"That Tampa 2 just messed everything up," receiver Jay Lee said. "We had to go the ground game and pound 'em like that. If they're going to back [the safety] out, we're going to run it at them."

And what's wrong with that? The Bears, as well-equipped to chase style points as any team in this playoff hunt, didn't pile on against OSU. Briles didn't do much politicking Saturday. Maybe he shouldn't have to.

The easy wins on sunny days are more fun, no question. But these hard-earned ones might be better for Baylor.

"I just think our team's record speaks for itself," Briles said, "and I think good teams find ways to win."
video
WACO, Texas -- Baylor got revenge for its late-season upset loss in Stillwater last year, knocking off Oklahoma State 49-28 in a rain-drenched game at McLane Stadium to keep its College Football Playoff hopes intact. Here’s how it went down:

How the game was won: The 9-1 Bears jumped ahead 14-0 in the first three minutes on two Bryce Petty bombs, but a heavy second-half commitment to the run game got the job done. Orion Stewart's interception of freshman Mason Rudolph with 5 minutes left and Petty's 21-yard TD run with 3 minutes left sealed the win after the rallying Pokes threatened to make it a one-score game.

Game ball goes to: Shock Linwood and Devin Chafin. The Bears’ running backs both surpassed 100 yards on Saturday and combined for 219 of the team’s 317 rushing yards along with four TDs. Baylor wasn’t operating at its usual rapid pace in the near-constant rain, but didn’t have to thanks to these backs putting the offense on their ... backs.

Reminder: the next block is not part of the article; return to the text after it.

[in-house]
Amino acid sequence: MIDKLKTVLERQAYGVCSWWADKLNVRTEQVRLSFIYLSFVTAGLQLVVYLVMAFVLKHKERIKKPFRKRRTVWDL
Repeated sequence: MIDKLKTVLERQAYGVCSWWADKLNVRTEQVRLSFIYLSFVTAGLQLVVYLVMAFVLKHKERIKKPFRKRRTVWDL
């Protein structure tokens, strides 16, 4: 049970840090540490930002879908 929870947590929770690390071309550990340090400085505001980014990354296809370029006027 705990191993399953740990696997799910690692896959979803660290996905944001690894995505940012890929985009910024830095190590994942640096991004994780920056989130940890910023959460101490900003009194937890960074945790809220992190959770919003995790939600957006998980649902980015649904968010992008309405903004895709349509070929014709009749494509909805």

What it means: Baylor defeated Oklahoma State for just the third time in the past decade and still shares the lead atop the Big 12 standings with TCU and Kansas State. The Cowboys, now 5-6, have lost five in a row but have at least discovered a promising QB for the future in Rudolph, who threw for 281 yards in his first career game after OSU coaches burned his redshirt.

Playoff implication: Will this win significantly help the No. 7 Bears in the College Football Playoff rankings this week? Hard to say, though No. 6 Ohio State did have a tough time knocking off a 3-8 Indiana team on Saturday. Until that fourth-quarter Oklahoma State rally that almost made this game very interesting, the Bears were in control for most of the ballgame.